Hedge funds will benefit and the broader economy will suffer if new curbs on trading by U.S. banks are left unchanged, according to the head of SkyBridge Capital LLC.
The Volcker rule, enacted this year to curtail proprietary trading by U.S. banks, keeps rival traders out of his business, said Anthony Scaramucci, managing partner of SkyBridge Capital LLC, who spoke today at the Bloomberg Hedge Funds 2010 conference. Goldman Sachs Group Inc., JPMorgan Chase & Co and Bank of America Corp. have cut jobs in proprietary trading or shifted traders into other units to comply with the law.
A proposed rewrite by Republican lawmakers to allow banks back in “would be bad for hedge funds and bad for my firm. It would be better for society,” Scaramucci said. “Anytime you’re taking speculators out of a market, you’re widening spreads. When you widen spreads, you’re increasing the costs of transactions for normal citizens. When you increase the costs for normal citizens, it hurts the society.”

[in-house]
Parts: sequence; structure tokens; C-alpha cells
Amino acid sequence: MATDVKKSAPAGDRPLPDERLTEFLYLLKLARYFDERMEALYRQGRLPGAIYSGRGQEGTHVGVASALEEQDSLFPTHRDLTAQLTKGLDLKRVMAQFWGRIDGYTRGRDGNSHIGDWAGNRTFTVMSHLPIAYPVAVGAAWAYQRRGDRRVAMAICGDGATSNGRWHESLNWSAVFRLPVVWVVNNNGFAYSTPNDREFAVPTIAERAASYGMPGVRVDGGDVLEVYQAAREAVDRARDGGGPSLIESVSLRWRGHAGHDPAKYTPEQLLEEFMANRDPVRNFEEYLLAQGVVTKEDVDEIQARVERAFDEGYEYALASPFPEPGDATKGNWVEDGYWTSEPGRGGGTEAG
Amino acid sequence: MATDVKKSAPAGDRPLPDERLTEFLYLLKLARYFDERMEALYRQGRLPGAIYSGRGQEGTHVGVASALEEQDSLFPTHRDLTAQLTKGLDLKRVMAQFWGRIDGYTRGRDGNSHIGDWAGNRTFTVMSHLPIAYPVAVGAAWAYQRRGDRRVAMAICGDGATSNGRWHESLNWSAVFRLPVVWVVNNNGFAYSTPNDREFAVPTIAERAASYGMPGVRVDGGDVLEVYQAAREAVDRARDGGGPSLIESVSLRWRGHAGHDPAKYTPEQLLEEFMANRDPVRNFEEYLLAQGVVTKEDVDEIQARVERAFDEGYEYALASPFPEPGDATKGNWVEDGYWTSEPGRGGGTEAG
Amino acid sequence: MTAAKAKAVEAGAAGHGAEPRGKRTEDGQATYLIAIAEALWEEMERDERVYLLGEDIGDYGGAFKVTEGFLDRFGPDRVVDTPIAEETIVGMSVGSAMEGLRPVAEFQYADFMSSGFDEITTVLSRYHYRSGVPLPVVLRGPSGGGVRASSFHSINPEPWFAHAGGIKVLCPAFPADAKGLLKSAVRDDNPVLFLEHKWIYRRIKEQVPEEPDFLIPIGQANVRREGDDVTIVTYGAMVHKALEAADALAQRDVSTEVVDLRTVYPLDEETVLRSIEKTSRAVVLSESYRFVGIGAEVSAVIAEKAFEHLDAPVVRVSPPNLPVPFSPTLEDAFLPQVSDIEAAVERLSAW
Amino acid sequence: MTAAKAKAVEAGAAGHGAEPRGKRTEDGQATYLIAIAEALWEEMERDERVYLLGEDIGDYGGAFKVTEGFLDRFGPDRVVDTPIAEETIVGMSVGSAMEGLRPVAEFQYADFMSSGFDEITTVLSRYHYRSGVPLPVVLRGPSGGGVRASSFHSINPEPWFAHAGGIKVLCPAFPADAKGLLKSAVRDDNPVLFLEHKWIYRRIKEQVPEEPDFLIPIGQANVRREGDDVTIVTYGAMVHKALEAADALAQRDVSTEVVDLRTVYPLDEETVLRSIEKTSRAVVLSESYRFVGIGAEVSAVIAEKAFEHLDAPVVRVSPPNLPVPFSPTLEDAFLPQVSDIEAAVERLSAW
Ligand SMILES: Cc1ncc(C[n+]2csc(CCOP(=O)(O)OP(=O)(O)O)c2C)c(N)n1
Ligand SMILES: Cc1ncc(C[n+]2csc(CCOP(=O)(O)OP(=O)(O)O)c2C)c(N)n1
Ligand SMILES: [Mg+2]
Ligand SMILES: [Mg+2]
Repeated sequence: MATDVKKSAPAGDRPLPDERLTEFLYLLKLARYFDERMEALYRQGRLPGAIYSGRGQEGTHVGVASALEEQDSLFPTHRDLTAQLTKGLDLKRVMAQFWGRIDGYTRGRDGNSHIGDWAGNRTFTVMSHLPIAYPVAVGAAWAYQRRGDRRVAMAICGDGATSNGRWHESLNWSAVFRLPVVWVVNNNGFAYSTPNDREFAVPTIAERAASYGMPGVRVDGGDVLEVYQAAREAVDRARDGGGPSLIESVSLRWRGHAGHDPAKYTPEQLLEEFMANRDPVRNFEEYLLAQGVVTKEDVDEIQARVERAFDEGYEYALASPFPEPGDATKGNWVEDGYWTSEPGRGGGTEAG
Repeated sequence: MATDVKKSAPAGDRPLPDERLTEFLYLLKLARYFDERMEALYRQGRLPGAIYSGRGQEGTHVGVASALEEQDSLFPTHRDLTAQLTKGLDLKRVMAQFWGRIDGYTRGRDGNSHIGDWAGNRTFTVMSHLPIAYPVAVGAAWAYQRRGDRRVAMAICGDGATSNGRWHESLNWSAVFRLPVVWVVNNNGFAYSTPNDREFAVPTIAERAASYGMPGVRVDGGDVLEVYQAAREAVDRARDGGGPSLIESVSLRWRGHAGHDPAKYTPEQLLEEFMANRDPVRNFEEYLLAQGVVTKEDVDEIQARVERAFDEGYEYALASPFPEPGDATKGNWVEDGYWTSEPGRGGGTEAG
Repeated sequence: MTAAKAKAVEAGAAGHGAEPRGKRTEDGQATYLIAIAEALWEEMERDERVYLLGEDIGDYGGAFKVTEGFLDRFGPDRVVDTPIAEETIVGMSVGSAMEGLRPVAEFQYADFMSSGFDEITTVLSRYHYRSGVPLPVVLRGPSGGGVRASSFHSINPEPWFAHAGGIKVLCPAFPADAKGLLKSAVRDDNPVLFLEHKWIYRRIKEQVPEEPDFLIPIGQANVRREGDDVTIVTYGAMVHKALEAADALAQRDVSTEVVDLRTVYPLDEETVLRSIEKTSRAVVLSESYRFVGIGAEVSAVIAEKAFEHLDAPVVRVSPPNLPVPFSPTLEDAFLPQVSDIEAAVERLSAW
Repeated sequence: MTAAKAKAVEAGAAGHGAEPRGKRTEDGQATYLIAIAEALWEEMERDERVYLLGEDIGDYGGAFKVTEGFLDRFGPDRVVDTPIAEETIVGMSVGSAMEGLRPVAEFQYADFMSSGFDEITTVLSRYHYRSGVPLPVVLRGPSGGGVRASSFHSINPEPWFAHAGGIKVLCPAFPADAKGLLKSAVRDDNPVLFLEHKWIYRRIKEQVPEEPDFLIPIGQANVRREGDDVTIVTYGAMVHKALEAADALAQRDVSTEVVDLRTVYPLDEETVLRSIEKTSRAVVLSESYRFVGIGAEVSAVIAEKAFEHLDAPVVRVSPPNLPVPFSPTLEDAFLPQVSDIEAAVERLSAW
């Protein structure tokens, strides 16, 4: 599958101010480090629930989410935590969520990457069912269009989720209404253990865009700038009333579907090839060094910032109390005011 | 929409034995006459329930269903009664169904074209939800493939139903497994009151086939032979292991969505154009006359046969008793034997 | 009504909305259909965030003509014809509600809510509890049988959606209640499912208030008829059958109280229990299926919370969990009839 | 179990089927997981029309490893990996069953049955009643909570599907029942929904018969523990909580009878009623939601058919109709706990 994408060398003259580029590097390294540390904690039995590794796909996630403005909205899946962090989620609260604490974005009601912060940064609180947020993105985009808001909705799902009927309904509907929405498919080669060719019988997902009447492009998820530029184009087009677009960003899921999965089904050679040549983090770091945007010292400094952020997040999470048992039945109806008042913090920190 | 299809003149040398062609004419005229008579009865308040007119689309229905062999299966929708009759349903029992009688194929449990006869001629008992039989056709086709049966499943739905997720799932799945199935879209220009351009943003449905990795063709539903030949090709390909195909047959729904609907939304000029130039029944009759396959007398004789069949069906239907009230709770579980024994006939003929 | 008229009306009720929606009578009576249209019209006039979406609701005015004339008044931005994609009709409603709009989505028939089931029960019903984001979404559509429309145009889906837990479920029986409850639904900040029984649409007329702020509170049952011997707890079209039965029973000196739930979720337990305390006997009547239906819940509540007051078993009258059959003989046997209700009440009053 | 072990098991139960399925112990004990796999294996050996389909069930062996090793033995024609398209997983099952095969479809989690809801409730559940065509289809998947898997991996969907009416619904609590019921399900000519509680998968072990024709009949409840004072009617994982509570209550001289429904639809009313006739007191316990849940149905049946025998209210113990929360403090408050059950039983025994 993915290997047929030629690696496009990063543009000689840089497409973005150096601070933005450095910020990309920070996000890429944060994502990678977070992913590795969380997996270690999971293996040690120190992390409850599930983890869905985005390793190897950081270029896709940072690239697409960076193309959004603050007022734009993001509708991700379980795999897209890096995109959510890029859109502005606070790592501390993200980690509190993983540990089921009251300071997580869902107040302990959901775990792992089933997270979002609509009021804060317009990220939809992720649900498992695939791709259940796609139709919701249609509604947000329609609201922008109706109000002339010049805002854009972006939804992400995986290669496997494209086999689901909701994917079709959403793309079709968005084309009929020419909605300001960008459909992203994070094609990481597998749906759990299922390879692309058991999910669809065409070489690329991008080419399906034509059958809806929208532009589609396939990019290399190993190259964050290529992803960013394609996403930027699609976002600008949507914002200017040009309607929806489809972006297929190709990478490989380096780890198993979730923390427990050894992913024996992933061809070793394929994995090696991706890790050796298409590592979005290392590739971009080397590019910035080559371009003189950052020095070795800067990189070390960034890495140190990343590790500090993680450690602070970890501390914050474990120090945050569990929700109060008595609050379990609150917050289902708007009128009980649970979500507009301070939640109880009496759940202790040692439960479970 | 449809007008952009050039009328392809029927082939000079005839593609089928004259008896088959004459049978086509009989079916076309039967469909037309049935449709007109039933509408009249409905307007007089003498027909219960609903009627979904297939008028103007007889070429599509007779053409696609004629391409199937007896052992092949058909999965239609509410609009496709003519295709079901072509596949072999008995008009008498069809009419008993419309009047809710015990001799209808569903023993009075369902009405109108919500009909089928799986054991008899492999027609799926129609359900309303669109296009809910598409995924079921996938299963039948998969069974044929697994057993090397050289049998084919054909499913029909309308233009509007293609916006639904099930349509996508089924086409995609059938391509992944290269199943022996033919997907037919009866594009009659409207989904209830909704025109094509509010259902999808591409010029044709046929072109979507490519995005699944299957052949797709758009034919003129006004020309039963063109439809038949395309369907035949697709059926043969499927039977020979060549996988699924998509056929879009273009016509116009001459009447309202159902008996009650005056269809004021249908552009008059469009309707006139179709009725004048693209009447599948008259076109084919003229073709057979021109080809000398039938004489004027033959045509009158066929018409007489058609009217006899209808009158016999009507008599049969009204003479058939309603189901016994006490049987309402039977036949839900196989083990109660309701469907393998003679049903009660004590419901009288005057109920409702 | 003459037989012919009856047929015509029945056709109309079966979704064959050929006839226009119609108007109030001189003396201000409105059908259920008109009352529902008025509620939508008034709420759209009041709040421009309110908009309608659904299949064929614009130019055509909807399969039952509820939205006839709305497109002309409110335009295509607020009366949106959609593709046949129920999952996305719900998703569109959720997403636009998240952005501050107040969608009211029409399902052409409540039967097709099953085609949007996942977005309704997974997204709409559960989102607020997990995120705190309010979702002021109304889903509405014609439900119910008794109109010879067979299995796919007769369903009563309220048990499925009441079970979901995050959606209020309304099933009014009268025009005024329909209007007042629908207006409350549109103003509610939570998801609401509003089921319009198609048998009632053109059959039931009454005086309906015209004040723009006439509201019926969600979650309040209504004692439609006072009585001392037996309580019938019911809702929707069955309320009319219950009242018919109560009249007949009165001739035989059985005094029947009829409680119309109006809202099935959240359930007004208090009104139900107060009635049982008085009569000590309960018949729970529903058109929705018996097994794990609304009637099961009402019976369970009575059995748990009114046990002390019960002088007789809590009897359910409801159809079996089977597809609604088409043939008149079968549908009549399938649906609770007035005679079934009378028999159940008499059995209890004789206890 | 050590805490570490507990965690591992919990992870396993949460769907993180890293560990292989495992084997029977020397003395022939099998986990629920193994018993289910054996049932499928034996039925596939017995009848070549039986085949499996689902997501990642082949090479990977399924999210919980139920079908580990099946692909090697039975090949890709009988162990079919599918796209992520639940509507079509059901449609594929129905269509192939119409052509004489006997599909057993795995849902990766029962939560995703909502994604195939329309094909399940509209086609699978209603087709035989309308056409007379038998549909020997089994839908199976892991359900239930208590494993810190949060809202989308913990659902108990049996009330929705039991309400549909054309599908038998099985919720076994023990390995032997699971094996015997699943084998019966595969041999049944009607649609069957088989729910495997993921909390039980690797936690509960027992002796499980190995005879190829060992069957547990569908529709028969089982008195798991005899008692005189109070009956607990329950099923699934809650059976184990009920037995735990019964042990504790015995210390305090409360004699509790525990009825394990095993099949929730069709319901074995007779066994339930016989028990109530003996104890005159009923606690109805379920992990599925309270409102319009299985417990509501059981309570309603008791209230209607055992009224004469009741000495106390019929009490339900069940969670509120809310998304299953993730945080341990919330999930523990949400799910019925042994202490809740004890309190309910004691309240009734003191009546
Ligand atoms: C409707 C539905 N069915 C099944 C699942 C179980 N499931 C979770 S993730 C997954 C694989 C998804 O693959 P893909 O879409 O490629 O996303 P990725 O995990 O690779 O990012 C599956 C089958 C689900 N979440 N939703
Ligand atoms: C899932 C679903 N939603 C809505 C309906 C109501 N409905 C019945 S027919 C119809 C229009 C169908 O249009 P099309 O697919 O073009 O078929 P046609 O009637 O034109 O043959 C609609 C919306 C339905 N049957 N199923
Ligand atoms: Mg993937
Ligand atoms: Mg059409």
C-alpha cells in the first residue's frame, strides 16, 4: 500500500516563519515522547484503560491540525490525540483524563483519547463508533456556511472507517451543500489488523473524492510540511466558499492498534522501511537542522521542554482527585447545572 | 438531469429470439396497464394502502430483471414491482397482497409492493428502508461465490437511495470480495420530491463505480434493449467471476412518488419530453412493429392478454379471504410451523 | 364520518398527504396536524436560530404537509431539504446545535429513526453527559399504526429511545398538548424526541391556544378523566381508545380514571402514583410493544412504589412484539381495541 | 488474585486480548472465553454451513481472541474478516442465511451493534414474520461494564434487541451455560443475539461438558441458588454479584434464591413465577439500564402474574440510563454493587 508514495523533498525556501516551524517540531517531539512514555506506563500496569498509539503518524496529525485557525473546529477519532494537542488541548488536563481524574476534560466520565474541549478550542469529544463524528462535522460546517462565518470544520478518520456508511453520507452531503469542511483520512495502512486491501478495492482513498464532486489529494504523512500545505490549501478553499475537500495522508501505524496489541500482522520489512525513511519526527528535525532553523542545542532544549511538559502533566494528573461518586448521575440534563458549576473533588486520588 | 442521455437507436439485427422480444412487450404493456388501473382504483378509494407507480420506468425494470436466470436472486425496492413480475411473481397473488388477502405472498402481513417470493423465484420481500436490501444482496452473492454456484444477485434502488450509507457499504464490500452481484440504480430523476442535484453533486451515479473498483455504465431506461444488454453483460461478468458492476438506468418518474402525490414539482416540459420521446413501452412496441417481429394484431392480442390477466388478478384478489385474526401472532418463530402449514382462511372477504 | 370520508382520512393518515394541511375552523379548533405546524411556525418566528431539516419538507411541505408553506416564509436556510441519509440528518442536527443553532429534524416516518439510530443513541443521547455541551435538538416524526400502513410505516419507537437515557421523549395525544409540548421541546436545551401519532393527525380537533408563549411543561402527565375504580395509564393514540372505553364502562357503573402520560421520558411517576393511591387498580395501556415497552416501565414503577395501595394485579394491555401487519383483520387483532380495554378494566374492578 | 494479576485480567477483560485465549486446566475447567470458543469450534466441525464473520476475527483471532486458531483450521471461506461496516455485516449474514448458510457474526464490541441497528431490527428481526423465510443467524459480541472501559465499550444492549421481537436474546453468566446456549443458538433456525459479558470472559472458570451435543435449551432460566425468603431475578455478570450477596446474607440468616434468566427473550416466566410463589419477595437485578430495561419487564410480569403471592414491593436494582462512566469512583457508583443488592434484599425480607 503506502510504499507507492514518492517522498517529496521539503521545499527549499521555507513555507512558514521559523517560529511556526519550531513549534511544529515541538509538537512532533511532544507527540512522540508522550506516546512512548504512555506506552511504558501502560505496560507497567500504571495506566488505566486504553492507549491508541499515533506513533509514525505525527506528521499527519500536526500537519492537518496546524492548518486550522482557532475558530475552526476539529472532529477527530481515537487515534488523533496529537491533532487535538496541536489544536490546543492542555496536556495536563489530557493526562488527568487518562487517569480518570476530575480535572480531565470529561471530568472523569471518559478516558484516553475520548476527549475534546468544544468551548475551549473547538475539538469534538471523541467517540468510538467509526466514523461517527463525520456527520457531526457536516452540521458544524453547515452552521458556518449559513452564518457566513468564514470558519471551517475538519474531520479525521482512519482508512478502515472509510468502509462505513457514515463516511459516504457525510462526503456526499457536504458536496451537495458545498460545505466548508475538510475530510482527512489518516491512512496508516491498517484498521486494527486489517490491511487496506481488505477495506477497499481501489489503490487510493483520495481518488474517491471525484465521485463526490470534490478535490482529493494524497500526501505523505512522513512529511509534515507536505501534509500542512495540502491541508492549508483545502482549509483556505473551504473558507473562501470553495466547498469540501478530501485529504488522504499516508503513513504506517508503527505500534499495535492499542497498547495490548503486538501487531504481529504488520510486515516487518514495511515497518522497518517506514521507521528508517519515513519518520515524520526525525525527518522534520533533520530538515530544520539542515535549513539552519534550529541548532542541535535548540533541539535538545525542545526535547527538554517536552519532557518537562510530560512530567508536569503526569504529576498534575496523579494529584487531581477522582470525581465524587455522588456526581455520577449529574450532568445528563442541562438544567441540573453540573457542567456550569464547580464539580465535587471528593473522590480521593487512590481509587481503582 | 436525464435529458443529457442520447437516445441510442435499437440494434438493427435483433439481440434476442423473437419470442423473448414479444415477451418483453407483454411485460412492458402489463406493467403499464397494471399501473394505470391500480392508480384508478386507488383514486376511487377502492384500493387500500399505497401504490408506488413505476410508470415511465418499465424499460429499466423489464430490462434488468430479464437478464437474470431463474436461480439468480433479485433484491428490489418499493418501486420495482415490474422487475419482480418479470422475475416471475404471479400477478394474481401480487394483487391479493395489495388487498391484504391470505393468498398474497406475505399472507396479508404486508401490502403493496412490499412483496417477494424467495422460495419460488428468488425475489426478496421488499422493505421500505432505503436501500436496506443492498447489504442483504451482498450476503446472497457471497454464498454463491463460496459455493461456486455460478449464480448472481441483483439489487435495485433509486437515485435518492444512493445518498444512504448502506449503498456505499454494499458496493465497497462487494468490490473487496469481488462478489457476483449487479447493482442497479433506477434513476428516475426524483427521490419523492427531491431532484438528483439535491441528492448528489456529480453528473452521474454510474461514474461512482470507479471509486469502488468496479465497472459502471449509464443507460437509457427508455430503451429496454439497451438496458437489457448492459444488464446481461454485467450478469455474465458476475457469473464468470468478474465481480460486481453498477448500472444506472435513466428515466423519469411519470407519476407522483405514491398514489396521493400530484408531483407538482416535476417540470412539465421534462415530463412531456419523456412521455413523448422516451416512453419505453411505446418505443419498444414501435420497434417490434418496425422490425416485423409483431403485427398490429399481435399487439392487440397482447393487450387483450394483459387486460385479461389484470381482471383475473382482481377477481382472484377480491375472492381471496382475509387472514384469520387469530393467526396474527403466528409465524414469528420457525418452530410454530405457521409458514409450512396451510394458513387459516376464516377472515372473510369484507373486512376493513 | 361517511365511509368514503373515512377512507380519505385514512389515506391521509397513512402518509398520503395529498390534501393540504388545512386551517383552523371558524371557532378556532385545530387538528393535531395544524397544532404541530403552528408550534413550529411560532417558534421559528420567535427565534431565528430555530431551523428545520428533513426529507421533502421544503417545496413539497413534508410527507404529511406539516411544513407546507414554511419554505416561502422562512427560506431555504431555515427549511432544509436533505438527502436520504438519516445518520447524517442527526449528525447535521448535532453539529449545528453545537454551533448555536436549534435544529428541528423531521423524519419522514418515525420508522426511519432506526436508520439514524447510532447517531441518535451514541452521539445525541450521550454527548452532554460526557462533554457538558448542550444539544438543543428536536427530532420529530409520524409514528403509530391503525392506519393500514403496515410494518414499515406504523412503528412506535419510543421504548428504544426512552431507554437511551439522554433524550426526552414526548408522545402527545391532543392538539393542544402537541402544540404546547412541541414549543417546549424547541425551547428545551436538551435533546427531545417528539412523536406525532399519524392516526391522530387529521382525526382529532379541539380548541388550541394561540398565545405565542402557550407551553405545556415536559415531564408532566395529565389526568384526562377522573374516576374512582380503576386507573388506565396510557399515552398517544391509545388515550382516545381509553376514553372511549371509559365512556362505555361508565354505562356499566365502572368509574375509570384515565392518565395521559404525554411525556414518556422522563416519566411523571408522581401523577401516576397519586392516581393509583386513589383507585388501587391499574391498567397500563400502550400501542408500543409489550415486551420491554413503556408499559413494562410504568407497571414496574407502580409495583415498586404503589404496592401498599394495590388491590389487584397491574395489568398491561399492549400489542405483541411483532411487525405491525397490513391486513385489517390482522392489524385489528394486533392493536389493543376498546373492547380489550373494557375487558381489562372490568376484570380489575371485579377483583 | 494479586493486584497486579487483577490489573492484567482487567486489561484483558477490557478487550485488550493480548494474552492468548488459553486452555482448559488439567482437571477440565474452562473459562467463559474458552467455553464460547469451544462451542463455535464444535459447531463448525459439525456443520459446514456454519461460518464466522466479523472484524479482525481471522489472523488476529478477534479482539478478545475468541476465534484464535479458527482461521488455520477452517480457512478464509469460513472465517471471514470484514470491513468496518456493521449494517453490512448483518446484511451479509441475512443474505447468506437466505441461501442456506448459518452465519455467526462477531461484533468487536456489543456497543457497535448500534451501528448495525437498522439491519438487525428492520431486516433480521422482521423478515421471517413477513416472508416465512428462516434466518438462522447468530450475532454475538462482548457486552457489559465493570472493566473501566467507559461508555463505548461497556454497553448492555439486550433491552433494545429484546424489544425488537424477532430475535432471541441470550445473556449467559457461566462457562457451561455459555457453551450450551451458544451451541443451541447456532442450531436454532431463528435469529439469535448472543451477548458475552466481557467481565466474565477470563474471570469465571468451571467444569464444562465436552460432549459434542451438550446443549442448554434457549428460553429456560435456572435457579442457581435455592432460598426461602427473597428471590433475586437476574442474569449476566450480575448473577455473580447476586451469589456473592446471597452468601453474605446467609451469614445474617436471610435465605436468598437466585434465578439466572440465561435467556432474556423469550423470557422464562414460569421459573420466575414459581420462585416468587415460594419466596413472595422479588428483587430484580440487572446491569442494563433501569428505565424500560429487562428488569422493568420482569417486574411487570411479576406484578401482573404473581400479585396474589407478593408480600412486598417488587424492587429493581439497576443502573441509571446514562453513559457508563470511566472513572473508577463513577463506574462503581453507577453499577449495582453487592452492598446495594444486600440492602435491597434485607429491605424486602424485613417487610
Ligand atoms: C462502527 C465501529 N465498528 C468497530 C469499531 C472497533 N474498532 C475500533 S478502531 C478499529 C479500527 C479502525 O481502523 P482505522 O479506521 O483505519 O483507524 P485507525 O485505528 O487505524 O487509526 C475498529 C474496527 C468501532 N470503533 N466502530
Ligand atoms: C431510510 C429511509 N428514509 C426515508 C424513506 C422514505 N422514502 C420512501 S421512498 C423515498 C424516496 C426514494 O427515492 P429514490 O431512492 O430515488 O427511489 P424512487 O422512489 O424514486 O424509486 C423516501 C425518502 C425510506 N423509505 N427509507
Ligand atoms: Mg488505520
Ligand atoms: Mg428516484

The Volcker rule, part of the financial industry overhaul approved by Congress in July, was designed to limit trading by bank holding companies for their own account. The law was passed at the urging of former Federal Reserve Chairman Paul Volcker to lessen the threat of another financial crisis.
“We have to embrace some level of regulation in our businesses,” Scaramucci said. “We have to accept a speed limit because there’s a lot of people through human nature who will hurt themselves in order to get short-term performance over another person. The American athlete did it with anabolic steroids. The American banker did it with leverage.”
SkyBridge Capital, which invests in hedge funds, had $7.2 billion under management as of Oct. 1, according to spokesman Victor Oviedo. Scaramucci wrote a book this year called “Goodbye Gordon Gekko - How To Find Your Fortune Without Losing Your Soul,” published by John Wiley & Sons Inc. *T *T